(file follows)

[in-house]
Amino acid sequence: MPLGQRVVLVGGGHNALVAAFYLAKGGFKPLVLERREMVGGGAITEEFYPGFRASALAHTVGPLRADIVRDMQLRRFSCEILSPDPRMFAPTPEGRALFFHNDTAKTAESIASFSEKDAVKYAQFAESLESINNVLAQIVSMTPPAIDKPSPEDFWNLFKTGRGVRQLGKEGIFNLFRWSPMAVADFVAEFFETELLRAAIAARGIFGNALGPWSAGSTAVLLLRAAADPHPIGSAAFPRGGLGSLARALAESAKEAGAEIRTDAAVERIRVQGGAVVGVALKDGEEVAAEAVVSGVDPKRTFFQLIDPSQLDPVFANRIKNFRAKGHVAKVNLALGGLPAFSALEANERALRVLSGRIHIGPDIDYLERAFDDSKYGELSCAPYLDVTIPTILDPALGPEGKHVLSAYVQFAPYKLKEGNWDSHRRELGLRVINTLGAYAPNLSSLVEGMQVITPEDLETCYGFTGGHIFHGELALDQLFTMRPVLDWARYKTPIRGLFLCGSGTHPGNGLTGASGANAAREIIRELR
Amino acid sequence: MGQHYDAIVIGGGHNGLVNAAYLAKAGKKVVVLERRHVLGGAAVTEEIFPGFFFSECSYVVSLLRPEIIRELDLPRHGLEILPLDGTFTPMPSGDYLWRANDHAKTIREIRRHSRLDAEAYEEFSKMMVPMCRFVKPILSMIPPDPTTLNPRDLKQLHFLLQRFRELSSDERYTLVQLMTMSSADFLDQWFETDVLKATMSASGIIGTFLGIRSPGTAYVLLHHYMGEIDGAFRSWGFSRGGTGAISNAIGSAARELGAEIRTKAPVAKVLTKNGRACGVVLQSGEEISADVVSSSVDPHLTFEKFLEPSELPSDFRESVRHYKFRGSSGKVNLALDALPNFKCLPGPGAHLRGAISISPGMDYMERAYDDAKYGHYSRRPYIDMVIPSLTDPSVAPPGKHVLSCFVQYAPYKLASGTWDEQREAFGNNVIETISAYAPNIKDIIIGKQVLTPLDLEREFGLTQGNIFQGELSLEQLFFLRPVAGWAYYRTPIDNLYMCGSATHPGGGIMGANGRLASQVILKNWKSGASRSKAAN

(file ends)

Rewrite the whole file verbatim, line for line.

[in-house]
Amino acid sequence: MPLGQRVVLVGGGHNALVAAFYLAKGGFKPLVLERREMVGGGAITEEFYPGFRASALAHTVGPLRADIVRDMQLRRFSCEILSPDPRMFAPTPEGRALFFHNDTAKTAESIASFSEKDAVKYAQFAESLESINNVLAQIVSMTPPAIDKPSPEDFWNLFKTGRGVRQLGKEGIFNLFRWSPMAVADFVAEFFETELLRAAIAARGIFGNALGPWSAGSTAVLLLRAAADPHPIGSAAFPRGGLGSLARALAESAKEAGAEIRTDAAVERIRVQGGAVVGVALKDGEEVAAEAVVSGVDPKRTFFQLIDPSQLDPVFANRIKNFRAKGHVAKVNLALGGLPAFSALEANERALRVLSGRIHIGPDIDYLERAFDDSKYGELSCAPYLDVTIPTILDPALGPEGKHVLSAYVQFAPYKLKEGNWDSHRRELGLRVINTLGAYAPNLSSLVEGMQVITPEDLETCYGFTGGHIFHGELALDQLFTMRPVLDWARYKTPIRGLFLCGSGTHPGNGLTGASGANAAREIIRELR
Amino acid sequence: MGQHYDAIVIGGGHNGLVNAAYLAKAGKKVVVLERRHVLGGAAVTEEIFPGFFFSECSYVVSLLRPEIIRELDLPRHGLEILPLDGTFTPMPSGDYLWRANDHAKTIREIRRHSRLDAEAYEEFSKMMVPMCRFVKPILSMIPPDPTTLNPRDLKQLHFLLQRFRELSSDERYTLVQLMTMSSADFLDQWFETDVLKATMSASGIIGTFLGIRSPGTAYVLLHHYMGEIDGAFRSWGFSRGGTGAISNAIGSAARELGAEIRTKAPVAKVLTKNGRACGVVLQSGEEISADVVSSSVDPHLTFEKFLEPSELPSDFRESVRHYKFRGSSGKVNLALDALPNFKCLPGPGAHLRGAISISPGMDYMERAYDDAKYGHYSRRPYIDMVIPSLTDPSVAPPGKHVLSCFVQYAPYKLASGTWDEQREAFGNNVIETISAYAPNIKDIIIGKQVLTPLDLEREFGLTQGNIFQGELSLEQLFFLRPVAGWAYYRTPIDNLYMCGSATHPGGGIMGANGRLASQVILKNWKSGASRSKAAN